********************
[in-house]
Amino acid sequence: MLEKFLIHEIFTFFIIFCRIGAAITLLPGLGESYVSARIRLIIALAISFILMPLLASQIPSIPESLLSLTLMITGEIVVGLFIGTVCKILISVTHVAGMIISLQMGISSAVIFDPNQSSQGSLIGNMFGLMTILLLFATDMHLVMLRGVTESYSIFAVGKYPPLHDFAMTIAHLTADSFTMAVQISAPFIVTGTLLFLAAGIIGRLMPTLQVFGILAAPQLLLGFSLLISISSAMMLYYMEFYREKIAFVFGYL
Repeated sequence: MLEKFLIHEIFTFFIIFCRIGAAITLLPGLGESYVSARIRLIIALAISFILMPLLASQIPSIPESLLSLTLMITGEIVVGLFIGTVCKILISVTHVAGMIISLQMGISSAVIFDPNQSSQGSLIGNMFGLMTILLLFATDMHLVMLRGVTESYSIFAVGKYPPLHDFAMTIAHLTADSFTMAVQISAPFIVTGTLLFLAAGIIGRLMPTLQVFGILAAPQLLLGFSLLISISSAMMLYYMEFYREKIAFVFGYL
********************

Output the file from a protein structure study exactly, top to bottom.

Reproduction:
[in-house]
Amino acid sequence: MLEKFLIHEIFTFFIIFCRIGAAITLLPGLGESYVSARIRLIIALAISFILMPLLASQIPSIPESLLSLTLMITGEIVVGLFIGTVCKILISVTHVAGMIISLQMGISSAVIFDPNQSSQGSLIGNMFGLMTILLLFATDMHLVMLRGVTESYSIFAVGKYPPLHDFAMTIAHLTADSFTMAVQISAPFIVTGTLLFLAAGIIGRLMPTLQVFGILAAPQLLLGFSLLISISSAMMLYYMEFYREKIAFVFGYL
Repeated sequence: MLEKFLIHEIFTFFIIFCRIGAAITLLPGLGESYVSARIRLIIALAISFILMPLLASQIPSIPESLLSLTLMITGEIVVGLFIGTVCKILISVTHVAGMIISLQMGISSAVIFDPNQSSQGSLIGNMFGLMTILLLFATDMHLVMLRGVTESYSIFAVGKYPPLHDFAMTIAHLTADSFTMAVQISAPFIVTGTLLFLAAGIIGRLMPTLQVFGILAAPQLLLGFSLLISISSAMMLYYMEFYREKIAFVFGYL